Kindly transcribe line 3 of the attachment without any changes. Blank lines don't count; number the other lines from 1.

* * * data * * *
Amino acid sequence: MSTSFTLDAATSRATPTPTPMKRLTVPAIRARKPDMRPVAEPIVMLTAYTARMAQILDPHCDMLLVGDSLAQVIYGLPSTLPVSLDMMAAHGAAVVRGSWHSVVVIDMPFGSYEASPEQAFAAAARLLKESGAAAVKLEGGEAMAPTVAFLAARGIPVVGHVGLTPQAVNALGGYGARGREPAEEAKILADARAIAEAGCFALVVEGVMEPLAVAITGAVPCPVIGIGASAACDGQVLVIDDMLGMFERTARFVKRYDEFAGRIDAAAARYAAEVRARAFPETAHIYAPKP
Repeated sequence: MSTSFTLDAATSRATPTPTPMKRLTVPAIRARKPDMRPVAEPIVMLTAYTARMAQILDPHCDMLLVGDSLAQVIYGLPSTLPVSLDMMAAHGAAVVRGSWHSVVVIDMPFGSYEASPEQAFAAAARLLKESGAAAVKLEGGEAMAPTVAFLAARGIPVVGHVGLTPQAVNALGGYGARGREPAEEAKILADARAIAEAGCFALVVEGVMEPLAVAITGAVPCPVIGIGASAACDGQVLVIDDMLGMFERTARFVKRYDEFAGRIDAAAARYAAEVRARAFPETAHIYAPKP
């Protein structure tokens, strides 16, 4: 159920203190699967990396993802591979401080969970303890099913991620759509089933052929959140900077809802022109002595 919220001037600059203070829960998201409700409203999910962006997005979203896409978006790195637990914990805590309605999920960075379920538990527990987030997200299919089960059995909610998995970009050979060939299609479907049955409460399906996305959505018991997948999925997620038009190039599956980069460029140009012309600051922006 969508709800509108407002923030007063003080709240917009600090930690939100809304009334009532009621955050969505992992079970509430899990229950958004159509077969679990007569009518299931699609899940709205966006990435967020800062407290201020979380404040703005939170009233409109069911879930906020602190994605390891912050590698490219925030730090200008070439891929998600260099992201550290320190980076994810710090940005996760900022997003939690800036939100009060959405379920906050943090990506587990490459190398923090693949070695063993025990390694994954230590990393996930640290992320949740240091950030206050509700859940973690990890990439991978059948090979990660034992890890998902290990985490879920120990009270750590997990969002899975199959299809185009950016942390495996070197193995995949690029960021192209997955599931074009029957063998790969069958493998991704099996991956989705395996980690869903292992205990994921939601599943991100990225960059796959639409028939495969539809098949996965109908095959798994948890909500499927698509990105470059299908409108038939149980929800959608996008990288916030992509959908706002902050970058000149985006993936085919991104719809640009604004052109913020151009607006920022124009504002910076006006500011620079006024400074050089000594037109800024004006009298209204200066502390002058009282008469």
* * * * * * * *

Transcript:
């Protein structure tokens, strides 16, 4: 159920203190699967990396993802591979401080969970303890099913991620759509089933052929959140900077809802022109002595 919220001037600059203070829960998201409700409203999910962006997005979203896409978006790195637990914990805590309605999920960075379920538990527990987030997200299919089960059995909610998995970009050979060939299609479907049955409460399906996305959505018991997948999925997620038009190039599956980069460029140009012309600051922006 969508709800509108407002923030007063003080709240917009600090930690939100809304009334009532009621955050969505992992079970509430899990229950958004159509077969679990007569009518299931699609899940709205966006990435967020800062407290201020979380404040703005939170009233409109069911879930906020602190994605390891912050590698490219925030730090200008070439891929998600260099992201550290320190980076994810710090940005996760900022997003939690800036939100009060959405379920906050943090990506587990490459190398923090693949070695063993025990390694994954230590990393996930640290992320949740240091950030206050509700859940973690990890990439991978059948090979990660034992890890998902290990985490879920120990009270750590997990969002899975199959299809185009950016942390495996070197193995995949690029960021192209997955599931074009029957063998790969069958493998991704099996991956989705395996980690869903292992205990994921939601599943991100990225960059796959639409028939495969539809098949996965109908095959798994948890909500499927698509990105470059299908409108038939149980929800959608996008990288916030992509959908706002902050970058000149985006993936085919991104719809640009604004052109913020151009607006920022124009504002910076006006500011620079006024400074050089000594037109800024004006009298209204200066502390002058009282008469």